S'il Vous Plaît: Virtuoso Miniatures on the Accordion
Louis-Claude DAQUIN (1694-1772) Le Coucou (1735) [1:40]
Jean-Philippe RAMEAU (1683-1764) Rigaudon I and II (1724) [1:16]
Domenico SCARLATTI (1685-1757) Essercizio in C minor, K.11 [2:40]
George Frideric HANDEL (1685-1759) The Harmonious Blacksmith [4:46]
Wolfgang JACOBI (1894-1972) Sérénade [3:37]
Franz SCHUBERT (1797-1828) Moment Musical in F minor, D780 no.3 [1:46];
Moment Musical in F minor, D780 no.5 [2:32]
Johannes BRAHMS (1833-1897) Es ist ein Ros' entsprungen, op.122 no.8
Jacques IBERT (1890-1962) Le Vieux Mendiant [2:22]; Le Petit âne
Igor STRAVINSKY (1882-1971) Tango [2:58]
Philip GLASS (b.1937) Modern Love Waltz [1:49]
André ROQUES (b.1923) & André ASTIER (1923-1994) Miss Karting [2:08]
Joë ROSSI (1922-1994) & André ASTIER (1923-1994) Novelty Polka
Michel LEGRAND (b.1932) Les Parapluies de Cherbourg [4:10]
Astor PIAZZOLLA (b.1932) S.V.P. (S’il Vous Plaît) [2:44]; Chiquilín
de Bachín [3:52]; Chau Paris [2:46]; La Bicicleta Blanca [4:46]
Edward CONFREY (1895-1971) Dizzy Fingers [1:44]
John ZORN (b.1953) Road Runner [5:04]
Michal Kleofas OGINSKI (1765-1833) Polonaise in A minor, 'Farewell
to the Fatherland' [3:28]
Dmitri SHOSTAKOVICH (1906-1975) Farewell Waltz [2:24]
Mie Miki (accordion)
rec. Länna Church, Sweden, October 2009. DDD
This is the second solo CD released on BIS by Japanese accordionist Mie Miki,
and the first for ten years (see review of last one here).
Even more so than the first, this disc is a showcase for Miki's amazing talent.
Who the composers are almost ceases to matter, because Miki in most cases
shapes their music - already transcribed and chopped into three minute chunks
- into something else, from another time and place, with her fantastically
versatile instrument and flawless technique.
The four Baroque works on this disc, for example - by Daquin, Rameau, Domenico
Scarlatti and Handel - are all magically transformed into beautiful pieces
of folk music by the accordion: the first three from some romantic corner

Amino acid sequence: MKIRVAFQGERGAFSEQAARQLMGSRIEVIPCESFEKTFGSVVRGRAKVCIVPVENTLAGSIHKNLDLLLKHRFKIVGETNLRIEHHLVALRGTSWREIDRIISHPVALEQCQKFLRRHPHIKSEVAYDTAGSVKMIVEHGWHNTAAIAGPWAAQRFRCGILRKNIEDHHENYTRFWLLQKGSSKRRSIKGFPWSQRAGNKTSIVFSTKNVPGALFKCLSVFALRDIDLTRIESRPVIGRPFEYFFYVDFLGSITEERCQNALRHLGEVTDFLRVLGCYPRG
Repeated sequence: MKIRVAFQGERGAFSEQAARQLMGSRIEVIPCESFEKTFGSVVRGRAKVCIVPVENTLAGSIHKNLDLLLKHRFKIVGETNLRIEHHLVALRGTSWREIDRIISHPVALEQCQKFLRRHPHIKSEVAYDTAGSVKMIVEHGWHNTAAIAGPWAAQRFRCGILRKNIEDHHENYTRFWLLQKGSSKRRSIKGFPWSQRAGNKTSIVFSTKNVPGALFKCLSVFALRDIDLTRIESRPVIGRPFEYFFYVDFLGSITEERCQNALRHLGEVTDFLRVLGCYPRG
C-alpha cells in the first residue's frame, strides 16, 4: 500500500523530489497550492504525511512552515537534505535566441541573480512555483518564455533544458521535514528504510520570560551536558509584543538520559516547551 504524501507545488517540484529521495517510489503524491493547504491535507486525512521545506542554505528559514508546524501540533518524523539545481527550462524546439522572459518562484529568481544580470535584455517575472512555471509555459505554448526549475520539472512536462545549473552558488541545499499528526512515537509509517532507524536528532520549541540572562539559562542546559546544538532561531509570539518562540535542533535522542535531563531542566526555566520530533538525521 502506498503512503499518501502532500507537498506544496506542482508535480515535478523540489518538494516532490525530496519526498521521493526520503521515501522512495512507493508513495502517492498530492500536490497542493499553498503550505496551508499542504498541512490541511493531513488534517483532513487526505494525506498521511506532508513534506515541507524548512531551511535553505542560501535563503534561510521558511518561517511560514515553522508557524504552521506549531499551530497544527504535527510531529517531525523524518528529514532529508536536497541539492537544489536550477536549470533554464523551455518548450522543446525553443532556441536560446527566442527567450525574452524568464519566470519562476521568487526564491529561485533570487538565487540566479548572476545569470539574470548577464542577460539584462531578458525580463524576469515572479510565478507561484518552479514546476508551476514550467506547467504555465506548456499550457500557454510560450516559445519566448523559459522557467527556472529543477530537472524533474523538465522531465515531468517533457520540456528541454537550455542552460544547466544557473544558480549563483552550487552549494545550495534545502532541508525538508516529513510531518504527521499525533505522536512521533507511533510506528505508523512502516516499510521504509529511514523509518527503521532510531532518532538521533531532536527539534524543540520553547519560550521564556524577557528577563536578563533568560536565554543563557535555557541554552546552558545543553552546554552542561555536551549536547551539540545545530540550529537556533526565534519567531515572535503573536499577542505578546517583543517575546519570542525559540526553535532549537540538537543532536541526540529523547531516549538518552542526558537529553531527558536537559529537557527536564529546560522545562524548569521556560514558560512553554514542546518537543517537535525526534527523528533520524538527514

of eastern Europe, the Handel from somewhere in rural England. On the other
hand, Michal Oginski's Polonaise, subtitled 'Farewell to the Fatherland',
is a genuine, and attractive, example of folk music made into art.
Only Schubert, in the two Moments Musicals just about retains his personality
- perhaps because of the folksong-like nature of many of his lieder. Brahms's
Es ist ein Ros' entsprungen, from his 11 Choral Preludes for organ, sounds
if anything even more beautiful on the accordion, reminiscent almost of a
nostalgic campfire tune played by a homesick musical cowboy on a mouth organ!
Miki's enchanted fingers even have the ability to transform sows' ears into
silk purses. For example, Michel Legrand's rather clichéd film music, Les
Parapluies de Cherbourg, is turned into a work of surprising pathos. On the
other hand, Philip Glass's totally insipid Modern Love Waltz is beyond even
This CD is subtitled 'Virtuosic Miniatures', but though all the pieces are
diminutive, they are not always strictly virtuosic. But the variations in
Handel's The Harmonious Blacksmith certainly are, and Edward Confrey's fleeting
Dizzy Fingers lives up to its name. John Zorn's Road Runner, an original work
for accordion, is outrageously virtuosic and also just plain outrageous -
the piece sounds like someone trying to murder an accordion while it fights
back by trying to belt out tunes suggested by passers-by. Miki has probably
played it as an encore many a time.
The best music on the disc comes, hardly surprisingly, from Astor Piazzolla.
Piazzolla's faults rarely lie in his compositional abilities, but rather in
his taste as an arranger of his own music, as anyone familiar with his Nuevo
Tango ensembles can testify. Here, with Miki's unerring musicianship behind
him, the impassioned, melancholic nature of Piazzolla's imaginative writing
is released from the shackles of gaudy arrangement. Chiquilín de Bachín is
particularly haunting, and in La Bicicleta Blanca the story of a whole life
is told in less than five minutes.
As usual with BIS, sound quality is outstanding in every respect. The CD booklet
leaves rather more to be desired - no notes at all about the composers or
arrangers (if mentioned at all), nor about the pieces Miki plays, not even
about the transcriptions themselves, which most of the works clearly are.
Yet absurdly, the sheet music publisher is often named - almost entirely irrelevant
as far as arrangements are concerned.
Nevertheless, no one should let these shortcomings serve as an excuse for
not luxuriating in Mie Miki's magnificent musicality and the unique sonorities
of the beautifully passionate instrument at her command.
Magnificent musicality … unique sonorities … beautifully passionate.